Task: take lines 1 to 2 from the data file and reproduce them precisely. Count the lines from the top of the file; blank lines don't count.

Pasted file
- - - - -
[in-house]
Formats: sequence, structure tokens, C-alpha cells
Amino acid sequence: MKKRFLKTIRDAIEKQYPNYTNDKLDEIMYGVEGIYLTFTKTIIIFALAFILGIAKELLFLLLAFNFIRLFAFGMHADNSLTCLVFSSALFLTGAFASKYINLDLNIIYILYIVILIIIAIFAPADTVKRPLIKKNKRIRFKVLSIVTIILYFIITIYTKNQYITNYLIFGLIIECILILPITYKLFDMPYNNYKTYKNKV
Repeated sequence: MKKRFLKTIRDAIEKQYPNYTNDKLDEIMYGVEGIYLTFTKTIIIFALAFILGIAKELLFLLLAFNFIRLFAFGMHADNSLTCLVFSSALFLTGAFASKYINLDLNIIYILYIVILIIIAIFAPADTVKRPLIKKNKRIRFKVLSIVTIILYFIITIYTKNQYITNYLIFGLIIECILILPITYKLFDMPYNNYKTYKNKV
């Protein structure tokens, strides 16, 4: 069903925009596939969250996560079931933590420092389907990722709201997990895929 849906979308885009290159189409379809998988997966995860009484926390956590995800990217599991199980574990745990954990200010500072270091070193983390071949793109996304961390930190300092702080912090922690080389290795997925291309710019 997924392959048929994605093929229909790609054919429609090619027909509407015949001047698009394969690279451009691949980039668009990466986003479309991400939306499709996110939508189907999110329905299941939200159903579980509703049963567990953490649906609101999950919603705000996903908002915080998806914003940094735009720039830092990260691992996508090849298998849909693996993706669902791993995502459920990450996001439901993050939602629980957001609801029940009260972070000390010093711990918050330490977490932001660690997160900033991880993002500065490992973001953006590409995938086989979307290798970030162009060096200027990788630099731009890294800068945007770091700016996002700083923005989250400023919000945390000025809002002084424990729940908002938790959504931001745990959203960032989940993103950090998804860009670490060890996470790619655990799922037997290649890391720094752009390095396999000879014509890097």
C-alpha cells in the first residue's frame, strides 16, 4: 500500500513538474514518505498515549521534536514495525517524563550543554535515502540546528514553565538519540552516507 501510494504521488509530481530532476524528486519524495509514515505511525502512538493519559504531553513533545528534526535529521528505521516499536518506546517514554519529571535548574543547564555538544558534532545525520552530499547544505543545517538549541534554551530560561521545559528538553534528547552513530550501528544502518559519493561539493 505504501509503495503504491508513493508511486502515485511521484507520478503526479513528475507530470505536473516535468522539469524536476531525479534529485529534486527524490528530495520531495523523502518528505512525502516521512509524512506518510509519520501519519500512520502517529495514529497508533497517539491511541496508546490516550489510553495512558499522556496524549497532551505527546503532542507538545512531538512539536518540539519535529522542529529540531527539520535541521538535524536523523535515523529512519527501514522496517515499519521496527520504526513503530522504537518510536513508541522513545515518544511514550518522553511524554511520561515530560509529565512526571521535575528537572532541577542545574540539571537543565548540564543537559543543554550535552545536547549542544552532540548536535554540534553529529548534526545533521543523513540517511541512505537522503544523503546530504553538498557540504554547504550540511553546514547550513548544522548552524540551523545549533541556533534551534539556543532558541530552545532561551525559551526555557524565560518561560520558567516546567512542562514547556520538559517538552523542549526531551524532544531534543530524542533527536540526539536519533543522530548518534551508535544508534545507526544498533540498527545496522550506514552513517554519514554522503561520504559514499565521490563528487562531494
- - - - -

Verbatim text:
[in-house]
Formats: sequence, structure tokens, C-alpha cells